Innovation Horizon Part 2: Next Generation Healthcare
The second instalment of Dr Caroline Elston-Giroud’s quick reference guides explaining three significant innovation trends covered at InnovateUK 2016.
What are the grand challenges and innovations to help drive us towards 2030 and beyond? Big questions in relatively uncertain times but, having just spent two days at Innovate2016, I’m certain we have much to be positive about. Over my next three articles I want to explain and demystify three significant trends on the horizon which could be about to change our everyday lives for the better. Part 2 covers well-being, personalised healthcare & next generation medicine. Stay tuned to find out more on food chain innovation and big data & industry 4.0.
Well-being, personalised healthcare & next generation medicine
What is it?
What it says on the tin: health and well-being based on a holistic approach to the person or patient. Focusing a more on prevention rather than ‘just’ a cure, combined with an under-current of big data aspects.
How will it impact us day-to-day?
Despite incredible scientific progress over the last 40 years, there is still huge un-met medical need, in the UK, Europe and globally. Life science and health sectors have forged ahead on many fundamental areas recently such as genomics, diagnostics, antimicrobial resistance and, the omnipresent, big data. Many sector experts concur that these are exciting times, and we are finally on the cusp of revolutionary breakthroughs and seismic shifts in healthcare.
What makes them so sure?
Many necessary scientific and technical strands are reaching technological maturity at the same time, meaning new approaches, products and devices can come from integrating knowledge and systems.
So there are lots of opportunities right now?
Absolutely, yes. When a technology becomes a bit more mainstream, the cost is generally driven down, meaning that a more routine use then becomes a realistic prospect. We have seen this with Next Generation Sequencing (NGS), where an individual person’s whole genome can now be sequenced for a few hundred pounds in a matter of days (compared to the 3 billion dollar price tag and 10 year project to sequence the first one, completed in 2003). If you’re talking about “personalising healthcare to an individual”, this opens up huge potential that simply did not exist just a few years ago.
Healthcare is a big system to try and implement change – what are the challenges ahead?
Real breakthroughs of promising science are actually quite slow in healthcare. Indeed, this is one of the major challenges to harnessing real impact from new approaches, devices and products: new technologies are still hindered to some extent by the ‘old’ healthcare and medical systems that they operate within. When you think about it, the way hospitals are designed and run has not changed for a hundred years, whilst everything else has evolved beyond all recognition.
Data and digital infrastructure will play a key role in breaking down some of these barriers in the future, but the sector really has to bring people along with it, and engage with them. Perhaps more than any other area, confidentiality and privacy of health-related data are extremely important.
And let’s not forget that people are the main focus at the centre of all well-being and healthcare discussions. Much more importance will be given to patients and what they want, thinking about the person and all of their issues instead of treating a single disease state. So perhaps the IT connectivity of people and their trust relationships with apps, gaming and everything ‘online’ will help to set the pace of the seismic healthcare shifts to come.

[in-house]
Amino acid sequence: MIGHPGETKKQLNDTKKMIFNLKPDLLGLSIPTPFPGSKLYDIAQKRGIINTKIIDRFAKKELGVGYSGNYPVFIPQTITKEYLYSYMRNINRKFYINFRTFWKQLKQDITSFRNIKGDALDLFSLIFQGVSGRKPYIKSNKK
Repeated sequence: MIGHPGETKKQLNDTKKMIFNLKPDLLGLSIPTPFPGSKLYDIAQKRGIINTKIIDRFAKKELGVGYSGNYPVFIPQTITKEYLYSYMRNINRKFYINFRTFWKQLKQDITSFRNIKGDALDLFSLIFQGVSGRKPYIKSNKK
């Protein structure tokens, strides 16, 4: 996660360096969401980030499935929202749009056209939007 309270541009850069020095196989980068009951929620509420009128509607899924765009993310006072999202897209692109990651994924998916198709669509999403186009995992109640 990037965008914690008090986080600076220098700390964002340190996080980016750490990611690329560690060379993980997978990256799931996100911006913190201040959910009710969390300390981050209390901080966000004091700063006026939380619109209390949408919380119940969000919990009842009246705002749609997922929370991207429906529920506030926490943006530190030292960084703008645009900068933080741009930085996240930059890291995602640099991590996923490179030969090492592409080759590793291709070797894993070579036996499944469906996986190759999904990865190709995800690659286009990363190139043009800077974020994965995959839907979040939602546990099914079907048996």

There is also a lot of re-thinking to do about increasing funding of local prevention (which always costs less than a cure or care), alongside what “local-point-of-care” means and how to deliver it. Hospitals need to be the last option, not the first point of contact.
Just imagine this: What if you went to your Doctor not just for a check-up and prescription, but to go to an exercise class tailored to your physical abilities and medical needs, or to meet up with a local walking group? Such changes may seem impossible or light years away, but in this hyper-connected age, uptake of new ideas and methods of organisation will be more easily facilitated, allowing localised initiatives to spread and join up more quickly.
In the UK there’s a lot to celebrate already and a solid platform to build upon to tackle these future grand challenges.
We have a strong Research & Development base in all areas of science and technology, from our excellent universities, strong and active SMEs, through to l larger corporations, all of whom are investing in R&D right here in the UK.
As a country, we are also putting in place structures to help translate fundamental or applied research in to higher TRL (Technology Readiness Level) prototypes and ultimately, commercial products. There are 11 Catapult Centres around the country who bridge between academia and business, and also the AIRTO Association of mid-size R&D and technology centres who help to turn good ideas in to new products and services.
As I hope you can see, there is much to be positive and confident about when looking to the future and big trends, such as next generation healthcare, big data and Industry 4.0 and food chain innovation, will ultimately involve every single one of us.
Onwards and upwards. I’m ready, are you?
About the author
Dr Caroline Elston-Giroud, European Grants Manager, is based in the Ayming London office and heads up our UK Grants team. She has a PhD in Biology-Biochemistry and over 10 years’ experience managing collaborative scientific projects. Caroline has been involved with over 100 projects across the FP6, FP7 and H2020 funding programmes.